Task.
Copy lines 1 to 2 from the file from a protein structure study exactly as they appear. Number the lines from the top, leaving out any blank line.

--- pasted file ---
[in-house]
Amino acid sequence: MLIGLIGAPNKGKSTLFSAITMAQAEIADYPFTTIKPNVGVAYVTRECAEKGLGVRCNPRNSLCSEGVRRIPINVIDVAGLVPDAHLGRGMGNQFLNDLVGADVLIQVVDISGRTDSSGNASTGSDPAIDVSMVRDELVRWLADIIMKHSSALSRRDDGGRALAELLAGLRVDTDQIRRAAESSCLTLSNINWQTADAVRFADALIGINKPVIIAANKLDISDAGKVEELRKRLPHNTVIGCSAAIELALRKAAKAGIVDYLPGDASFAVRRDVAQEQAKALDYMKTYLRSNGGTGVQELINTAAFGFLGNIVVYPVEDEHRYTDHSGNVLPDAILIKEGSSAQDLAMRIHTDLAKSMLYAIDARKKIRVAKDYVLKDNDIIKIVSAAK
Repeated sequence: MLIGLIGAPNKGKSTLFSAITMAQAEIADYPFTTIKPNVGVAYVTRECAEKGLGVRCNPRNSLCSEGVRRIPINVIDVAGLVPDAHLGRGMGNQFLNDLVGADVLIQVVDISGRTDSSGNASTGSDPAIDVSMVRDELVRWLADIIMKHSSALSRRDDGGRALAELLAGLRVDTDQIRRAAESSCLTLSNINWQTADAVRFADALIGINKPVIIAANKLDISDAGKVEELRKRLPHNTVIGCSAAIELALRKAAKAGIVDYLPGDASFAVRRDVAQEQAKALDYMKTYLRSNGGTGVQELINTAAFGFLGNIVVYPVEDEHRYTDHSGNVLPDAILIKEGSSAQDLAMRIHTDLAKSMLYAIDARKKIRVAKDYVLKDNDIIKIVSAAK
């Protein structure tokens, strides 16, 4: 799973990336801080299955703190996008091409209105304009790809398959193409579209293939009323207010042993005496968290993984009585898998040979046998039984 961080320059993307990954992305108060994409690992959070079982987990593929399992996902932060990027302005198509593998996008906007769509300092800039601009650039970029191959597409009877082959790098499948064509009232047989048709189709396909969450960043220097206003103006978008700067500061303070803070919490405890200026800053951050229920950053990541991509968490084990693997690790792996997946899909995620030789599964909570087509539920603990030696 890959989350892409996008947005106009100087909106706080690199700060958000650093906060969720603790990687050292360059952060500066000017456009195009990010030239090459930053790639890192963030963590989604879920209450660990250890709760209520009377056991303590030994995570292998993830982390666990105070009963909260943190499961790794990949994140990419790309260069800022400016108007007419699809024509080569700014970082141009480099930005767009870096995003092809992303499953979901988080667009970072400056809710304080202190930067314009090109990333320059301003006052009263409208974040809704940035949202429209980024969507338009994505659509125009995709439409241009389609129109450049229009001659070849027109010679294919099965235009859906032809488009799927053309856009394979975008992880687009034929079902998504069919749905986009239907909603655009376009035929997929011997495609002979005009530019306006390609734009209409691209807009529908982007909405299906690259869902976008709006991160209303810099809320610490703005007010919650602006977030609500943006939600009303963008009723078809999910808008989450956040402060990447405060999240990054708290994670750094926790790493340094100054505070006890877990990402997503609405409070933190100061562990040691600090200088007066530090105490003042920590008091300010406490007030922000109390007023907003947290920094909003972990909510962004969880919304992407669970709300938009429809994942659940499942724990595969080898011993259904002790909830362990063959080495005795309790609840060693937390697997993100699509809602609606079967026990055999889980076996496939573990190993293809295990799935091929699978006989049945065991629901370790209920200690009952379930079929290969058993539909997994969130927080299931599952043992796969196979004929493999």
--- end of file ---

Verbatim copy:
[in-house]
Amino acid sequence: MLIGLIGAPNKGKSTLFSAITMAQAEIADYPFTTIKPNVGVAYVTRECAEKGLGVRCNPRNSLCSEGVRRIPINVIDVAGLVPDAHLGRGMGNQFLNDLVGADVLIQVVDISGRTDSSGNASTGSDPAIDVSMVRDELVRWLADIIMKHSSALSRRDDGGRALAELLAGLRVDTDQIRRAAESSCLTLSNINWQTADAVRFADALIGINKPVIIAANKLDISDAGKVEELRKRLPHNTVIGCSAAIELALRKAAKAGIVDYLPGDASFAVRRDVAQEQAKALDYMKTYLRSNGGTGVQELINTAAFGFLGNIVVYPVEDEHRYTDHSGNVLPDAILIKEGSSAQDLAMRIHTDLAKSMLYAIDARKKIRVAKDYVLKDNDIIKIVSAAK